General tips

For deployment tips, please follow vue cli docs

Custom Components

Writing custom components should be fairly easy with Vue Paper Dashboard PRO. You can either write your own components with the help of our provided cssor even customize Element-UI components.

If you want to write your own re-usable component, simply go to src/components/UIComponents and create a new .vue file. Usually all the css you need is already present in assets folder. If you need small customizations, you can directly add your custom styles inside your .vue component.

Override element-ui components

Vue Paper Dashboard PRO uses element-ui for more complex components such as tables, selects etc. In order to give these components a Paper look, we recommend creating a new scss file inside src/assets/paper folder named with the component you want to customize. Element-UI uses BEM under the hood which should make the css customization pretty easy. You can take a look at

  • _plugin-tags.scss
  • _plugin-selects.scss

to see how these components are customized. The easiest way to customize a new component, is to inspect the output html in Chrome dev tools and write your css/scss based on the class names or ids you find there.

Override element-ui variables

We have defined a separate file src/assets/sass/element_variables.scss where you can override certain element-ui variables as presented in Element-Ui docs We set the main colors from Element to be the same as our custom color palette. This way, new components from Element, when imported, will have the same colors as the theme.

Handling requests

This template doesn't include the request handling part simply because people have different opinions regarding this part. If you need to get started quickly, we recommend axios which is a library for handling requests. Here's a small example on how you could integrate it with Vue

Handling authentication

Authentication is a rather complex topic and can be implemented differently depending on your server architecture. A very common authentication pattern is using tokens. Below is a code snippet on how you could write a small authentication middleware for handling authentication with json web tokens.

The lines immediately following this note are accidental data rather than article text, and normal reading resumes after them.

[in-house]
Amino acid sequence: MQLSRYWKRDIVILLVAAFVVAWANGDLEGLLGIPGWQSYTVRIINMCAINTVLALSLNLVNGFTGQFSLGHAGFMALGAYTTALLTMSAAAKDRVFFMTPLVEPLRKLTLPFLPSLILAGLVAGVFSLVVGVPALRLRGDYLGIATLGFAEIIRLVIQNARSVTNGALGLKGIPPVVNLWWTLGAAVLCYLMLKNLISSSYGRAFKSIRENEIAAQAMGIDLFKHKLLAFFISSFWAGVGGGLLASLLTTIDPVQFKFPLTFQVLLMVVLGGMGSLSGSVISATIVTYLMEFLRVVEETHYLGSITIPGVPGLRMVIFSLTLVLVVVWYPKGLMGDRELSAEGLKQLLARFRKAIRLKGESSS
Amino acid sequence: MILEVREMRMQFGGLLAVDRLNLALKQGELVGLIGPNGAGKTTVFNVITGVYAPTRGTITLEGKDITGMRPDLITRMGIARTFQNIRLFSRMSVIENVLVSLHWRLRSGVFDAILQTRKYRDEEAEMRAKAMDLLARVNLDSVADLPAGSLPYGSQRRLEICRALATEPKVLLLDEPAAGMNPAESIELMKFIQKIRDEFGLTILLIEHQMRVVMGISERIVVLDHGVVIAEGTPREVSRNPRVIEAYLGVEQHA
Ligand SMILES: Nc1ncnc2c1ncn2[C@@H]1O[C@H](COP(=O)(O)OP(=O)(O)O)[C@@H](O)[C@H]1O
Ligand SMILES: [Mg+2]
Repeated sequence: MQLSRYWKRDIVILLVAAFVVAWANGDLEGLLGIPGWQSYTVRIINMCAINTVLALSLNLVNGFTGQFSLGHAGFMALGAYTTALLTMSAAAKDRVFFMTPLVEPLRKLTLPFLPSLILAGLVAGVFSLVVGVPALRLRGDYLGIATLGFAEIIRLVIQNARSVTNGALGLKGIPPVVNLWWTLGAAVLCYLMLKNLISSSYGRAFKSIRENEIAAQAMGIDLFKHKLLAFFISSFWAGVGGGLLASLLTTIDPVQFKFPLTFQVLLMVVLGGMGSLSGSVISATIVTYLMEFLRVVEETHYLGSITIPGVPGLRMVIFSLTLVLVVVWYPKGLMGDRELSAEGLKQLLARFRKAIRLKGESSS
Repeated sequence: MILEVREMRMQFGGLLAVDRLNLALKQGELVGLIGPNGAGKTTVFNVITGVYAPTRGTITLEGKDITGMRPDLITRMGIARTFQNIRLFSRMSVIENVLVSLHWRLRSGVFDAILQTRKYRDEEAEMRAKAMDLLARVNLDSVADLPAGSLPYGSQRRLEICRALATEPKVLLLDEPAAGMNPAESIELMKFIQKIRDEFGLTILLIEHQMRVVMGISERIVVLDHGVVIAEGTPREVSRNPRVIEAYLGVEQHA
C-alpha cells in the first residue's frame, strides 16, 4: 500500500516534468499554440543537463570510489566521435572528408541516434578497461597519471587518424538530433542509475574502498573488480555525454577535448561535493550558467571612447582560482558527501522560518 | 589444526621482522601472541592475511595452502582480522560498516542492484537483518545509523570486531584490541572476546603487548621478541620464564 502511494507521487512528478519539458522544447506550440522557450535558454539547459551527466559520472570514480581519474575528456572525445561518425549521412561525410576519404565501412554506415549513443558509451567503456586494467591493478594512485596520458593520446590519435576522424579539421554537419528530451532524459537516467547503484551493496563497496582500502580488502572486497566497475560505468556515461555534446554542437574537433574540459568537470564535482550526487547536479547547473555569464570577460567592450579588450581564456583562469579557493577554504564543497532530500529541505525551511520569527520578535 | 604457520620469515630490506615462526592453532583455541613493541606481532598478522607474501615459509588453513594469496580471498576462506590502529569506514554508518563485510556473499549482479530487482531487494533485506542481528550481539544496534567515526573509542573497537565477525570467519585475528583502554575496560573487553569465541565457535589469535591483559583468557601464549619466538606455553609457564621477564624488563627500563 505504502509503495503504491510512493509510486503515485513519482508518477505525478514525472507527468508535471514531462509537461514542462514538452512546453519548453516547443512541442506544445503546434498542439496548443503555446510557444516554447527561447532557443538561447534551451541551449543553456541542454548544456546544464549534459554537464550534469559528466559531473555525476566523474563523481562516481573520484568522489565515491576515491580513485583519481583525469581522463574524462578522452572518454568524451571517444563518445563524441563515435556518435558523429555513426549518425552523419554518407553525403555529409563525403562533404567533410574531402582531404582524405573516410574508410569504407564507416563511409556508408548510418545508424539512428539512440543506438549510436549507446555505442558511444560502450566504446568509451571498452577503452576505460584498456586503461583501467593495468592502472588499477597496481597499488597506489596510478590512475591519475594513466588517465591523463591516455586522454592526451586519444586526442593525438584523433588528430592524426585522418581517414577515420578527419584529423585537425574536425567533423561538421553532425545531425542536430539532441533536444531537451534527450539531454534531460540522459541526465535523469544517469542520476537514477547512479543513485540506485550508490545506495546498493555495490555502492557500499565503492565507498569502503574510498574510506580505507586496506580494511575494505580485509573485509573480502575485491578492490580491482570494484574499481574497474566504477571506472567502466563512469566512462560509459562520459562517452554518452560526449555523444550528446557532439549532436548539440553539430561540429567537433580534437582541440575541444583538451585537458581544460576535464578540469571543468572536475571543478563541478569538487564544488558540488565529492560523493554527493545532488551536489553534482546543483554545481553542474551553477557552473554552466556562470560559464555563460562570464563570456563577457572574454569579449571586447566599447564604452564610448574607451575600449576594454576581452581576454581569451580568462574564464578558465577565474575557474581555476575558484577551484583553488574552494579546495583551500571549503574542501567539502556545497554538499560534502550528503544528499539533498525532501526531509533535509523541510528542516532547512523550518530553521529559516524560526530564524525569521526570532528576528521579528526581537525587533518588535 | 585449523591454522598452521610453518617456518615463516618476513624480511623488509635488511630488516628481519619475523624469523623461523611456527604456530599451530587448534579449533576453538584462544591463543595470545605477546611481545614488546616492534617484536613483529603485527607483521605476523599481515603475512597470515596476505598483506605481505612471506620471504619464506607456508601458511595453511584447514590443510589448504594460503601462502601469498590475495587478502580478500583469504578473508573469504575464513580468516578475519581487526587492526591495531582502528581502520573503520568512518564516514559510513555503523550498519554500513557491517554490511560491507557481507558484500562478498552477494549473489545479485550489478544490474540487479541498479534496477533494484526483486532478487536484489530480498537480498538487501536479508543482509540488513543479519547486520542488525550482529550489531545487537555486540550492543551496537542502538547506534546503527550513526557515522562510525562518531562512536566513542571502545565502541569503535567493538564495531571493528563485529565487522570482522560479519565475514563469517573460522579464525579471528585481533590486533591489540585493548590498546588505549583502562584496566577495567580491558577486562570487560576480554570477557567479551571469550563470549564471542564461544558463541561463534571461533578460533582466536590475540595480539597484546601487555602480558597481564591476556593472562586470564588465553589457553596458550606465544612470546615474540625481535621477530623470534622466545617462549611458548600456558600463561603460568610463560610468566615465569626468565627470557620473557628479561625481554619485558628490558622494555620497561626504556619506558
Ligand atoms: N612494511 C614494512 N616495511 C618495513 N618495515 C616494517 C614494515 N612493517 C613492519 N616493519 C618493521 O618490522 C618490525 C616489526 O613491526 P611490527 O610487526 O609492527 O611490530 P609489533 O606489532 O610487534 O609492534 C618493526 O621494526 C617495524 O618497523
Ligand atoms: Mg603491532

1. In your routes.js file, go to the route you want to restrict for authenticated users and add this meta: { requiresAuth: true, role: 'admin' }

  2. Define a new js file for handling authentication.

import jwtDecode from 'jwt-decode';

function redirectToMainPage(next) {
  // You can display a notification here if needed
  return next({path: '/'});

 * Middleware to check if user has the correct right to access a certain page.
 * Checks are performed based on route meta fields `meta: { requiresAuth: true }`.
 * @param {object} router Vue router instance
export default function authMiddleware(router) {
  router.beforeEach((to, from, next) => {
    // check for the routes that have `requiresAuth: true`
    let requiresAuth = to.matched.some(record => record.meta.requiresAuth);
    if (!requiresAuth) {
      return next();
    let token = localStorage.getItem('token');
    if (!token) {
      return next({path: '/login'});
    try {
      let decodedToken = jwtDecode(token);
      let { user, role } = decodedToken;
      let { role: metaRole } = to.meta;
      let userId = localStorage.getItem('userId');
      if (user === userId) {
        if(role && metaRole && role !== metaRole){
          return redirectToMainPage(next);
        return next()
      } else {
    } catch (err) {


In order to make everything work you will have to store token and userId inside localStorage upon login.

If you need something more complex, like handling refresh tokens, automatically logout, or check if user has the correct access rights before accessing each page, you could use Vue Auth and follow this issue for more details.